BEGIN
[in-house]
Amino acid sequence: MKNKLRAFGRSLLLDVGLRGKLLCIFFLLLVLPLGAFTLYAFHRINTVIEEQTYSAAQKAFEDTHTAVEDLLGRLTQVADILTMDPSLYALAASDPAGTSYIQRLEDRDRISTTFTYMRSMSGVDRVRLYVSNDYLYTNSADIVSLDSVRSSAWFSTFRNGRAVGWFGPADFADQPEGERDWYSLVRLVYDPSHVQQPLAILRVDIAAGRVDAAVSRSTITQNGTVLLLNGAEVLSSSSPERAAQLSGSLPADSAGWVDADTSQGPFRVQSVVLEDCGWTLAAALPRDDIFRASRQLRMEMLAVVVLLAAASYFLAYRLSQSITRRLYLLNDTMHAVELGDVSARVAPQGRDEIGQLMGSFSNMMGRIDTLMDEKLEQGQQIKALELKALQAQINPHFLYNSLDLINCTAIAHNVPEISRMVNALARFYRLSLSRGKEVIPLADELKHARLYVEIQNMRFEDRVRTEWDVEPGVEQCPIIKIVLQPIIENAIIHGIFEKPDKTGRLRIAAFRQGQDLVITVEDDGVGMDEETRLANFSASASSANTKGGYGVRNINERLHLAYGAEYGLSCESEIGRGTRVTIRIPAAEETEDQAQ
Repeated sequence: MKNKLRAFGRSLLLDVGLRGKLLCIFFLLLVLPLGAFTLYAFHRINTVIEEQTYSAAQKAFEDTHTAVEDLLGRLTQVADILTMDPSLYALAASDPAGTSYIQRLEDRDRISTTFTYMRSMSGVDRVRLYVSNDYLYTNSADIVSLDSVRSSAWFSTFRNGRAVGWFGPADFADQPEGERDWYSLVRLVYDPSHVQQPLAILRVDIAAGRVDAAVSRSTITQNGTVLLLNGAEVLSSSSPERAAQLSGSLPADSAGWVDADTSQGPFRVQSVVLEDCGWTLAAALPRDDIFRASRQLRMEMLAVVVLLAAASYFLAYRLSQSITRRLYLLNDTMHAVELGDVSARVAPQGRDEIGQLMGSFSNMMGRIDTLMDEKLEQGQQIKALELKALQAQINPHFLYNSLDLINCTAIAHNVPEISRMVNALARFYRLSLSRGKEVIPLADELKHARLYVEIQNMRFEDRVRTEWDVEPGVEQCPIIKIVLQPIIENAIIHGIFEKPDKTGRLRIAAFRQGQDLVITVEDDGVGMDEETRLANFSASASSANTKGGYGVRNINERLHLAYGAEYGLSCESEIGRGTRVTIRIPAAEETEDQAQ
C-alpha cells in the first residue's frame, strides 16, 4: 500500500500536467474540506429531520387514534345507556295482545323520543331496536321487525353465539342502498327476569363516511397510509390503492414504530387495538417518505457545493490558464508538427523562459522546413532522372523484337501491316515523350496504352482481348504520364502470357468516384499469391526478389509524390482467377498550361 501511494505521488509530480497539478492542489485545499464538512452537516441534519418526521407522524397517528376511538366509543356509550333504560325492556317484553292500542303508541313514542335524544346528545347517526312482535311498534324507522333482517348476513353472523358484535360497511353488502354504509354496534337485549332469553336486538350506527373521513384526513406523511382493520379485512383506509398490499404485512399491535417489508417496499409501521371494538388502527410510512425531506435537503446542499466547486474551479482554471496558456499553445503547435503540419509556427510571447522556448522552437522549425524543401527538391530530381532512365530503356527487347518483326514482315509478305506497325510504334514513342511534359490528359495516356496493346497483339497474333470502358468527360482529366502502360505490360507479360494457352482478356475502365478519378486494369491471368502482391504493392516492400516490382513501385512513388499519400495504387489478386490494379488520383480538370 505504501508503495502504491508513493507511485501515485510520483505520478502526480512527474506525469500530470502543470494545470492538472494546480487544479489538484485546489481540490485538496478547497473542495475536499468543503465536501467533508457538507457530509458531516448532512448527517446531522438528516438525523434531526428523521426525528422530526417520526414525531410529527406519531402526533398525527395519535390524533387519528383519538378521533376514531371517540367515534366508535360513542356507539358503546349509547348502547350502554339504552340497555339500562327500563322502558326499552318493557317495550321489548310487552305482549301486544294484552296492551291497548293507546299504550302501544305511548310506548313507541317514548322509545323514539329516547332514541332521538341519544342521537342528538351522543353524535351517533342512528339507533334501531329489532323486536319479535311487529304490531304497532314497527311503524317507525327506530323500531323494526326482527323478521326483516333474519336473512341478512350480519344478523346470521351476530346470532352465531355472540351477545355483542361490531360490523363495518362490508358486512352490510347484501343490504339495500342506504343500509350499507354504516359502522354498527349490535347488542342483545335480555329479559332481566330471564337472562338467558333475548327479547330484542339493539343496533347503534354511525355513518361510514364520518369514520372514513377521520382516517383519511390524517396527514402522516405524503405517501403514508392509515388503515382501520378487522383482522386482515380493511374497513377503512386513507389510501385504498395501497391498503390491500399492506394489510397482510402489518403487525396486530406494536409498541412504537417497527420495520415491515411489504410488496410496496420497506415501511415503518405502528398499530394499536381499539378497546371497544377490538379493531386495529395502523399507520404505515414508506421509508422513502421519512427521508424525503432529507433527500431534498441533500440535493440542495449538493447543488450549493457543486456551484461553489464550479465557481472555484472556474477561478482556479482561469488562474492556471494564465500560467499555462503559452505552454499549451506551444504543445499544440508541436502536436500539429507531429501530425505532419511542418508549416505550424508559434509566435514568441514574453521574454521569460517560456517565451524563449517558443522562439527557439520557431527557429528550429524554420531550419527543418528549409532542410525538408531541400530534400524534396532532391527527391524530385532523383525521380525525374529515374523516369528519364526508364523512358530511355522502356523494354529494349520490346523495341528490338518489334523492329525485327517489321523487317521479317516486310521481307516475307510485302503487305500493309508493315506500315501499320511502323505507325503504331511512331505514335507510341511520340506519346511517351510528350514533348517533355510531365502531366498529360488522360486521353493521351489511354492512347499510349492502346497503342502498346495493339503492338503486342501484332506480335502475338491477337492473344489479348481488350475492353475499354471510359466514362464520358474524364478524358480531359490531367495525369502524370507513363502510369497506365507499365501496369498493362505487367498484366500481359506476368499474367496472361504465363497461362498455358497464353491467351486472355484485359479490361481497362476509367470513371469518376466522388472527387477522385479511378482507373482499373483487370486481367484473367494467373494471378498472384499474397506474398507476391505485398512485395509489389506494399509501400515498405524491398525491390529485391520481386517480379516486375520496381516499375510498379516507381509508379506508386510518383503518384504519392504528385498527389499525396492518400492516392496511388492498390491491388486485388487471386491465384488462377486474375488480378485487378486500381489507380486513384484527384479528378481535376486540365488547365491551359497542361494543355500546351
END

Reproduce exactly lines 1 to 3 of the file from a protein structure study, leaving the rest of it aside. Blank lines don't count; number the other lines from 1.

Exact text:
[in-house]
Amino acid sequence: MKNKLRAFGRSLLLDVGLRGKLLCIFFLLLVLPLGAFTLYAFHRINTVIEEQTYSAAQKAFEDTHTAVEDLLGRLTQVADILTMDPSLYALAASDPAGTSYIQRLEDRDRISTTFTYMRSMSGVDRVRLYVSNDYLYTNSADIVSLDSVRSSAWFSTFRNGRAVGWFGPADFADQPEGERDWYSLVRLVYDPSHVQQPLAILRVDIAAGRVDAAVSRSTITQNGTVLLLNGAEVLSSSSPERAAQLSGSLPADSAGWVDADTSQGPFRVQSVVLEDCGWTLAAALPRDDIFRASRQLRMEMLAVVVLLAAASYFLAYRLSQSITRRLYLLNDTMHAVELGDVSARVAPQGRDEIGQLMGSFSNMMGRIDTLMDEKLEQGQQIKALELKALQAQINPHFLYNSLDLINCTAIAHNVPEISRMVNALARFYRLSLSRGKEVIPLADELKHARLYVEIQNMRFEDRVRTEWDVEPGVEQCPIIKIVLQPIIENAIIHGIFEKPDKTGRLRIAAFRQGQDLVITVEDDGVGMDEETRLANFSASASSANTKGGYGVRNINERLHLAYGAEYGLSCESEIGRGTRVTIRIPAAEETEDQAQ
Repeated sequence: MKNKLRAFGRSLLLDVGLRGKLLCIFFLLLVLPLGAFTLYAFHRINTVIEEQTYSAAQKAFEDTHTAVEDLLGRLTQVADILTMDPSLYALAASDPAGTSYIQRLEDRDRISTTFTYMRSMSGVDRVRLYVSNDYLYTNSADIVSLDSVRSSAWFSTFRNGRAVGWFGPADFADQPEGERDWYSLVRLVYDPSHVQQPLAILRVDIAAGRVDAAVSRSTITQNGTVLLLNGAEVLSSSSPERAAQLSGSLPADSAGWVDADTSQGPFRVQSVVLEDCGWTLAAALPRDDIFRASRQLRMEMLAVVVLLAAASYFLAYRLSQSITRRLYLLNDTMHAVELGDVSARVAPQGRDEIGQLMGSFSNMMGRIDTLMDEKLEQGQQIKALELKALQAQINPHFLYNSLDLINCTAIAHNVPEISRMVNALARFYRLSLSRGKEVIPLADELKHARLYVEIQNMRFEDRVRTEWDVEPGVEQCPIIKIVLQPIIENAIIHGIFEKPDKTGRLRIAAFRQGQDLVITVEDDGVGMDEETRLANFSASASSANTKGGYGVRNINERLHLAYGAEYGLSCESEIGRGTRVTIRIPAAEETEDQAQ